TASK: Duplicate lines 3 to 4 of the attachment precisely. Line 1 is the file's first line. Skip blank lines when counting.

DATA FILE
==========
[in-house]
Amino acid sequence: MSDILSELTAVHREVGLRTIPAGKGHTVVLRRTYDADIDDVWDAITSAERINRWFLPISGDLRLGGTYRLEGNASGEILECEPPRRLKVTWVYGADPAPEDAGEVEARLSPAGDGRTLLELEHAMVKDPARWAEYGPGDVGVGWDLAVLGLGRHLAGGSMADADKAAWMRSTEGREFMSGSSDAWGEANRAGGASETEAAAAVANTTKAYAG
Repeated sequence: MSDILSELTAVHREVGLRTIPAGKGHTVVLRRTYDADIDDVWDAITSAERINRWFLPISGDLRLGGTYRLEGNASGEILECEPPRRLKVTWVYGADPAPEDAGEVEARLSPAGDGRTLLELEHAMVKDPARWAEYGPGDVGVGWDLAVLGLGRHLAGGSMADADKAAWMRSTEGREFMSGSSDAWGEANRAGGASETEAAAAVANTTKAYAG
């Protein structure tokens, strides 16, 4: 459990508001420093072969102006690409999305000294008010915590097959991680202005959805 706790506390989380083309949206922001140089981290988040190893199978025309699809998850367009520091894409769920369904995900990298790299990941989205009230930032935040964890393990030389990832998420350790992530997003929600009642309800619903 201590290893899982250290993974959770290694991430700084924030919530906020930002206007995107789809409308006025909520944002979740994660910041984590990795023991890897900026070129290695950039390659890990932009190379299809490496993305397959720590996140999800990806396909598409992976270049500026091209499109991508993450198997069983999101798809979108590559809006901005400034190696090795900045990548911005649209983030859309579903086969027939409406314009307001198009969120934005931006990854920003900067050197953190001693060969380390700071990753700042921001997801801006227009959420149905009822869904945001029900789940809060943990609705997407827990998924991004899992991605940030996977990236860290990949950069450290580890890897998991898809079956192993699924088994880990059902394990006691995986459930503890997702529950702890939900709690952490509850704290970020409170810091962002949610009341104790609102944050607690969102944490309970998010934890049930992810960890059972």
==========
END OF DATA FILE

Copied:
Repeated sequence: MSDILSELTAVHREVGLRTIPAGKGHTVVLRRTYDADIDDVWDAITSAERINRWFLPISGDLRLGGTYRLEGNASGEILECEPPRRLKVTWVYGADPAPEDAGEVEARLSPAGDGRTLLELEHAMVKDPARWAEYGPGDVGVGWDLAVLGLGRHLAGGSMADADKAAWMRSTEGREFMSGSSDAWGEANRAGGASETEAAAAVANTTKAYAG
């Protein structure tokens, strides 16, 4: 459990508001420093072969102006690409999305000294008010915590097959991680202005959805 706790506390989380083309949206922001140089981290988040190893199978025309699809998850367009520091894409769920369904995900990298790299990941989205009230930032935040964890393990030389990832998420350790992530997003929600009642309800619903 201590290893899982250290993974959770290694991430700084924030919530906020930002206007995107789809409308006025909520944002979740994660910041984590990795023991890897900026070129290695950039390659890990932009190379299809490496993305397959720590996140999800990806396909598409992976270049500026091209499109991508993450198997069983999101798809979108590559809006901005400034190696090795900045990548911005649209983030859309579903086969027939409406314009307001198009969120934005931006990854920003900067050197953190001693060969380390700071990753700042921001997801801006227009959420149905009822869904945001029900789940809060943990609705997407827990998924991004899992991605940030996977990236860290990949950069450290580890890897998991898809079956192993699924088994880990059902394990006691995986459930503890997702529950702890939900709690952490509850704290970020409170810091962002949610009341104790609102944050607690969102944490309970998010934890049930992810960890059972």